Much of the judicial selection process for local courts in the District of Columbia takes place behind closed doors. Last night, members of the commission who vet judicial applicants took part in a rare public forum on the process of applying to be a judge.
The seven-person District of Columbia Judicial Nomination Commission, whose members are appointed by the mayor, D.C. Council, D.C. Bar, White House and chief judge of the city's federal court, considers applications to the local courts and recommends a short list to the White House for consideration. The president's nominee goes to the Senate for confirmation proceedings.
The commission releases the names of all applicants and the three lawyers it ultimately recommends to the White House for judgeships in the District of Columbia Superior Court and Court of Appeals. Otherwise, its proceedings are kept secret by law. Covington & Burling senior counsel Thomas Williamson Jr., who moderated last night's panel, said the event was part of a "deliberate effort to pull back the veil."
At least two dozen lawyers attended last night's panel, which was held at the D.C. Court of Appeals. In recent years, the commission has stepped up its public outreach, holding informational sessions about the application process and making more information available online.
Commission member Karl Racine, a partner at Venable, told the group of judicial hopefuls last night that successful applicants typically—but not always—have significant litigation experience. With the number of jury trials nationwide going down, though, he said he was also looking for a lawyer's administrative experience, given the responsibility judges bear in managing their dockets.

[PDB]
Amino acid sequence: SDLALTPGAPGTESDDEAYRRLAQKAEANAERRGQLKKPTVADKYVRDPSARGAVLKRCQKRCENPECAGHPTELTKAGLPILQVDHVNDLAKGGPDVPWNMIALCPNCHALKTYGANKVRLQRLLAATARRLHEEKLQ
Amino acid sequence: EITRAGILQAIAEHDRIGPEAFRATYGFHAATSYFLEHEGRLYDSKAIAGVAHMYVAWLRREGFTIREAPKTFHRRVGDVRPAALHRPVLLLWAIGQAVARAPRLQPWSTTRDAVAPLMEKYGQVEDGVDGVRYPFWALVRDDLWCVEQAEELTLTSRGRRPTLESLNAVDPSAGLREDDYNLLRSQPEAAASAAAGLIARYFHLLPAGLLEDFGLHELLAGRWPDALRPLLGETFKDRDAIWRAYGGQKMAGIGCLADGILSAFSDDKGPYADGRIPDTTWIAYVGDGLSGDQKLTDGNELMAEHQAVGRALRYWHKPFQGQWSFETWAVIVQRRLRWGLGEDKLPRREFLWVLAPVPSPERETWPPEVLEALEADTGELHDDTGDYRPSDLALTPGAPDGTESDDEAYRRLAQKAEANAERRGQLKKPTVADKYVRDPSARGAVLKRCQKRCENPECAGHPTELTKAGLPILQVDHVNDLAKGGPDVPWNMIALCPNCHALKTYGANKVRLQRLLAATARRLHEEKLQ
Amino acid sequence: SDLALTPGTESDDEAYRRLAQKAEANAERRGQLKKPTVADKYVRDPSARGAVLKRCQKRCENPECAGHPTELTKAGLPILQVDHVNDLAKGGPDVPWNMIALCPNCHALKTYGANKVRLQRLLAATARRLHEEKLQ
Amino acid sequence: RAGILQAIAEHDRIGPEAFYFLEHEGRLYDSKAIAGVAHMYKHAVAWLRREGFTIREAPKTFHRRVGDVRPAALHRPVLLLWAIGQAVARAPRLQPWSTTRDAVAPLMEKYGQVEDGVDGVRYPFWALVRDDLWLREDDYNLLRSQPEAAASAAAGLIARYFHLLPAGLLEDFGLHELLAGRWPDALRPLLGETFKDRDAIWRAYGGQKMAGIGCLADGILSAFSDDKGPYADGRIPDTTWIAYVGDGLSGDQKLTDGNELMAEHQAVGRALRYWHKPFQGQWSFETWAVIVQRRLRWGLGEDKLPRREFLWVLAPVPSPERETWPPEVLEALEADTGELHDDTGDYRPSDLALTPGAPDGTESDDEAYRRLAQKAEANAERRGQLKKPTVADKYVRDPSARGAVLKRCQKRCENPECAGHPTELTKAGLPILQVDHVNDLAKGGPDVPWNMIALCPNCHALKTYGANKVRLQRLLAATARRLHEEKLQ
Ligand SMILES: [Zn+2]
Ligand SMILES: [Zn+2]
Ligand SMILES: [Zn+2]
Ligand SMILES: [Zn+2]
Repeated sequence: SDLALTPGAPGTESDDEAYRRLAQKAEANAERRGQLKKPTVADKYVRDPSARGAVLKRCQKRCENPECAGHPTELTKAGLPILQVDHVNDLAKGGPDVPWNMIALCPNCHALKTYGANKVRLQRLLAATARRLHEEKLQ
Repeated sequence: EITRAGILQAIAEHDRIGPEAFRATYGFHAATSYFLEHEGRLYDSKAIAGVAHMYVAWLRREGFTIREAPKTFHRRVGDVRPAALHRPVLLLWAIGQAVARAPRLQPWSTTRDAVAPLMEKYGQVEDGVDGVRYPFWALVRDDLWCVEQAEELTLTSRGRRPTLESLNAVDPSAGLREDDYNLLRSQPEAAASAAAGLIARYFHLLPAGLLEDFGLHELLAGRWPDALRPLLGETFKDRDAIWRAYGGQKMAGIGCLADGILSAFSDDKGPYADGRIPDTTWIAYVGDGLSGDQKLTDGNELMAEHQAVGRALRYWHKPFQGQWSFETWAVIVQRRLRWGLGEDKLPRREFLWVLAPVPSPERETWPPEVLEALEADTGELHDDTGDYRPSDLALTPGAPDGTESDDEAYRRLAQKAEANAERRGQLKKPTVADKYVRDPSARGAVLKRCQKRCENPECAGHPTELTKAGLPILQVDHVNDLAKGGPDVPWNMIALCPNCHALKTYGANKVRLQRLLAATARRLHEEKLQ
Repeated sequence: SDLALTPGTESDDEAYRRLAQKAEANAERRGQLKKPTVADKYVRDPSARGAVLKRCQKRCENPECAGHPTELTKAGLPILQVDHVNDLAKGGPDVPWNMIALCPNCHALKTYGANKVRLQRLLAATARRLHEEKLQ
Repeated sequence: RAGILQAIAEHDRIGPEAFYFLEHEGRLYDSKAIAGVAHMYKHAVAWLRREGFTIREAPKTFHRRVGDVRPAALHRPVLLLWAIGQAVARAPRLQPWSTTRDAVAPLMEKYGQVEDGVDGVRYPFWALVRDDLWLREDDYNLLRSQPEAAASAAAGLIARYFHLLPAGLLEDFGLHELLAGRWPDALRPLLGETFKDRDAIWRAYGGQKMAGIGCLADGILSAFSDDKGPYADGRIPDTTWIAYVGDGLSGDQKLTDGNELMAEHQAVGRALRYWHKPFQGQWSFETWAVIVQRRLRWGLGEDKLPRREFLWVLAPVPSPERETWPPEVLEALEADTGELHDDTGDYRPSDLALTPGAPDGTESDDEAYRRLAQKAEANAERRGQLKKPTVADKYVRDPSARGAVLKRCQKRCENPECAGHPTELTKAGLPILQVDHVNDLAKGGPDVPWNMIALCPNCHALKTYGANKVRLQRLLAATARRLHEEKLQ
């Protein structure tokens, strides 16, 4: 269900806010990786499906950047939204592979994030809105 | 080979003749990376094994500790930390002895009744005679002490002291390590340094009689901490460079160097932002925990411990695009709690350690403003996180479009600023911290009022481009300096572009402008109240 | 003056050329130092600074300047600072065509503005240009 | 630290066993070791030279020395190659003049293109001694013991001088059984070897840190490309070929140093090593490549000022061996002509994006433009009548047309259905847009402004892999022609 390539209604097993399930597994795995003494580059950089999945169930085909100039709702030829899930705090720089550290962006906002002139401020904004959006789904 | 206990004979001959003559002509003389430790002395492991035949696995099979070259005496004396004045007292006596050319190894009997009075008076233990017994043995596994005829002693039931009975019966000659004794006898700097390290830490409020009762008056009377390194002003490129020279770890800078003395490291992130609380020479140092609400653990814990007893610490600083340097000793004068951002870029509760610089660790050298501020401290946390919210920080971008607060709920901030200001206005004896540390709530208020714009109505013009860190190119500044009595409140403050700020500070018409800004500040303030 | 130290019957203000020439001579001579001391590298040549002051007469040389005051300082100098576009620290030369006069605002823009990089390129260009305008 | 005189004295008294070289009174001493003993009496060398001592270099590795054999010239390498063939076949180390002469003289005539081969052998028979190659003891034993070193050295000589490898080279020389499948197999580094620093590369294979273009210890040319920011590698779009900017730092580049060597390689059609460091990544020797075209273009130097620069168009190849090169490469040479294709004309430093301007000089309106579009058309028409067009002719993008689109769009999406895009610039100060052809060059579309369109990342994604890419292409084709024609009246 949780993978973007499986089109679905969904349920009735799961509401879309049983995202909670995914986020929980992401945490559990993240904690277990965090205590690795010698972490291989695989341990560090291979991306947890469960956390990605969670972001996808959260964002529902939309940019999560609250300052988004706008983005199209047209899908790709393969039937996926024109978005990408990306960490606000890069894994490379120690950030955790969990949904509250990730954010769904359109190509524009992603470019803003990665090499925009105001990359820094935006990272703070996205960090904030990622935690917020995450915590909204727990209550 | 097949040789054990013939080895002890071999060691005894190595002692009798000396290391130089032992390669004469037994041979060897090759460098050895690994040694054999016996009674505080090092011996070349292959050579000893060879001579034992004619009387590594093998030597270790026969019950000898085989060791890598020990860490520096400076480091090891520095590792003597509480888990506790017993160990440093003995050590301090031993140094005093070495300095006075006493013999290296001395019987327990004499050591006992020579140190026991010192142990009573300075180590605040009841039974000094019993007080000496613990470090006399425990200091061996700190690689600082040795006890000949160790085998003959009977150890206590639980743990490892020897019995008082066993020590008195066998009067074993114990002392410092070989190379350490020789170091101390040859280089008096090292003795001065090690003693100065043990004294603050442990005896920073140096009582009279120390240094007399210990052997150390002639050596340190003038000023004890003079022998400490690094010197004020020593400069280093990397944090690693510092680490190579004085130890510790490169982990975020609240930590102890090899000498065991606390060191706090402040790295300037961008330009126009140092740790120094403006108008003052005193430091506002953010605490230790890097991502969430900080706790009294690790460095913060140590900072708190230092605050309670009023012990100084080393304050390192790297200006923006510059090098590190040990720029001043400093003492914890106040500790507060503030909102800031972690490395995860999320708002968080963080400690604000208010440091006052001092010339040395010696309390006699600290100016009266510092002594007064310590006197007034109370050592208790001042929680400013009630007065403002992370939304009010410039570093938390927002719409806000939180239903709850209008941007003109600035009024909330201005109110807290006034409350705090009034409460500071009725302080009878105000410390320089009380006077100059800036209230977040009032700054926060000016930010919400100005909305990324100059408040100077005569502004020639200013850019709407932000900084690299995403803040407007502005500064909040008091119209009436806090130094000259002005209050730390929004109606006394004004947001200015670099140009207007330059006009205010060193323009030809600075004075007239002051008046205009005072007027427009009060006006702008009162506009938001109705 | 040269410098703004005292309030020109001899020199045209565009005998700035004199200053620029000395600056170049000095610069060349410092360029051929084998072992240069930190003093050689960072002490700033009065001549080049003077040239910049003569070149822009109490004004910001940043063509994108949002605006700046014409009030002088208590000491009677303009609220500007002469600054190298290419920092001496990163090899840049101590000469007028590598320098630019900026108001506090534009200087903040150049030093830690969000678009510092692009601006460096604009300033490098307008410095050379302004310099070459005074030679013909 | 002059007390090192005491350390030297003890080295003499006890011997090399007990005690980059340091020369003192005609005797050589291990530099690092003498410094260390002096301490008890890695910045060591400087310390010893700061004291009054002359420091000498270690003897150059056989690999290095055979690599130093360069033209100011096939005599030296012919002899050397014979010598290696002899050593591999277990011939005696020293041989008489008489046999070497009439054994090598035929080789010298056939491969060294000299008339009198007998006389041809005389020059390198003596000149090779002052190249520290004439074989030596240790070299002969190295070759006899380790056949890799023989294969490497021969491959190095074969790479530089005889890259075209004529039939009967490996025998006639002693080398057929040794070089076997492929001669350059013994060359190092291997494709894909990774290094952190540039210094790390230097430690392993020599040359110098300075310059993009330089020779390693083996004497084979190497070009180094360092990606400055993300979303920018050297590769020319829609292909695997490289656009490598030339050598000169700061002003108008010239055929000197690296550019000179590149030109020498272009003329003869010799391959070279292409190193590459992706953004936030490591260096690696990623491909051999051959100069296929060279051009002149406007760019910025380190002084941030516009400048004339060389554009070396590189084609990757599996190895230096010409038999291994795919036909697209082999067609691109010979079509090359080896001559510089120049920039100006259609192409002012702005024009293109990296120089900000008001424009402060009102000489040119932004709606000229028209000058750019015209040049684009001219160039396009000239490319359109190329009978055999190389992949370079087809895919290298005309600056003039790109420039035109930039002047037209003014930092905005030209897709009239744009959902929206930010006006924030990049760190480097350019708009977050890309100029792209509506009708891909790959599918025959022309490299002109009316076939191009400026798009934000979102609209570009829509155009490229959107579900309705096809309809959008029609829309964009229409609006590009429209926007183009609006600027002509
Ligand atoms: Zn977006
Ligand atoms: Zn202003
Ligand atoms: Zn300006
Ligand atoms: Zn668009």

U.S. District Judge Emmet Sullivan, who chairs the nomination commission, said the statute allowed for a wide variety of lawyers to apply, including law school professors and government lawyers. Still, he said, "litigation means a lot."
When it came to reference letters, which are optional, Sullivan said he was especially interested in what an applicant’s opposing counsel had to say. A positive letter from a former opponent? "That says something about the character of the lawyer," Sullivan said. Commission member Grace Speights, managing partner of Morgan, Lewis & Bockius' Washington office, warned that the selection process is "not a popularity contest," and that the number of letters was not as important as their substance.
Sullivan said some issues—such as owed taxes, pending domestic disputes or unresolved bar complaints—could pose problems in the eyes of the commissioners, who were always thinking about how the White House would view applicants. Lawyers who solved those issues had come back and made it onto the bench later, he said, but he found it helpful to warn lawyers and encourage them to apply later so that those issues weren't part of the commission's official deliberations.
The Rev. Morris Shearin, one of two non-lawyers on the commission, said he valued lawyers' involvement in community service. Commission member Natalie Ludaway, a name partner of Leftwich & Ludaway, said she also was interested in whether an applicant volunteered, but was "not impressed" if it was obvious the lawyer had only recently gotten involved to pad an application. Speights added that she was interested in how applicants would stay involved in their community if they made it to the bench.
Speights said she believed she was the only commission member who would not meet one-on-one with applicants for Superior Court; the local statute creating the commission left it up to each member to decide whether they wanted to independently meet applicants. Speights said that because of her busy schedule, she didn't want to be in a position to only meet with some applicants. Since vacancies are less common on the appeals court, Speights said, she would agree to meet with applicants.
Ludaway said one-on-one meetings were useful to "get a little glimpse" into an applicant's character and learn more about information they included in their application, as well as answer questions about the nomination process. She warned, though, that applicants should be prepared to back up any statements they made-if they said they performed community service, for instance, Ludaway said they should be prepared to provide details.